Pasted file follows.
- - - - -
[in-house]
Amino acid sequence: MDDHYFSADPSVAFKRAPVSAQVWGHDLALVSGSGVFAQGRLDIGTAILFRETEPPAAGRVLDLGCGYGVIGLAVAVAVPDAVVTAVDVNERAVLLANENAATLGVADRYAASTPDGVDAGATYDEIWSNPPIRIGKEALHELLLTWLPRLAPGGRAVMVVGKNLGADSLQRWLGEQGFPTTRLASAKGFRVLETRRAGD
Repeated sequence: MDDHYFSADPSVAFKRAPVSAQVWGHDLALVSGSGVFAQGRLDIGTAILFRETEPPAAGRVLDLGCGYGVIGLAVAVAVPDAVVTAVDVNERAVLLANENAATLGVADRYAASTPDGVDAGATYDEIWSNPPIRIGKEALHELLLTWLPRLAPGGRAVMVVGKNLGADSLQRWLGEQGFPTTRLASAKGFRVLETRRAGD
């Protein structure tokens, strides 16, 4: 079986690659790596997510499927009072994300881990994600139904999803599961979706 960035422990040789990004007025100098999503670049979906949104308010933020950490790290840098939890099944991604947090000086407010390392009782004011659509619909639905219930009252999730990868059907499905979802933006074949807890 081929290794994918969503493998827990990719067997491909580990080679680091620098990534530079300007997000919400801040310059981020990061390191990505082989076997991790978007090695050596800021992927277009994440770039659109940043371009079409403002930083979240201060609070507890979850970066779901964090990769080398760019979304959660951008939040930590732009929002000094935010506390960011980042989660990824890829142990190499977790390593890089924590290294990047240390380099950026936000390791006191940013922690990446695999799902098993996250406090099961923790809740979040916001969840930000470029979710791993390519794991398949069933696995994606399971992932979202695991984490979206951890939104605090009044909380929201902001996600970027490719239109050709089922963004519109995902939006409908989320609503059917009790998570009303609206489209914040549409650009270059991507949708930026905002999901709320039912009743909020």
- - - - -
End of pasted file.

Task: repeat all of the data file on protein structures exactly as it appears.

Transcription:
[in-house]
Amino acid sequence: MDDHYFSADPSVAFKRAPVSAQVWGHDLALVSGSGVFAQGRLDIGTAILFRETEPPAAGRVLDLGCGYGVIGLAVAVAVPDAVVTAVDVNERAVLLANENAATLGVADRYAASTPDGVDAGATYDEIWSNPPIRIGKEALHELLLTWLPRLAPGGRAVMVVGKNLGADSLQRWLGEQGFPTTRLASAKGFRVLETRRAGD
Repeated sequence: MDDHYFSADPSVAFKRAPVSAQVWGHDLALVSGSGVFAQGRLDIGTAILFRETEPPAAGRVLDLGCGYGVIGLAVAVAVPDAVVTAVDVNERAVLLANENAATLGVADRYAASTPDGVDAGATYDEIWSNPPIRIGKEALHELLLTWLPRLAPGGRAVMVVGKNLGADSLQRWLGEQGFPTTRLASAKGFRVLETRRAGD
């Protein structure tokens, strides 16, 4: 079986690659790596997510499927009072994300881990994600139904999803599961979706 960035422990040789990004007025100098999503670049979906949104308010933020950490790290840098939890099944991604947090000086407010390392009782004011659509619909639905219930009252999730990868059907499905979802933006074949807890 081929290794994918969503493998827990990719067997491909580990080679680091620098990534530079300007997000919400801040310059981020990061390191990505082989076997991790978007090695050596800021992927277009994440770039659109940043371009079409403002930083979240201060609070507890979850970066779901964090990769080398760019979304959660951008939040930590732009929002000094935010506390960011980042989660990824890829142990190499977790390593890089924590290294990047240390380099950026936000390791006191940013922690990446695999799902098993996250406090099961923790809740979040916001969840930000470029979710791993390519794991398949069933696995994606399971992932979202695991984490979206951890939104605090009044909380929201902001996600970027490719239109050709089922963004519109995902939006409908989320609503059917009790998570009303609206489209914040549409650009270059991507949708930026905002999901709320039912009743909020």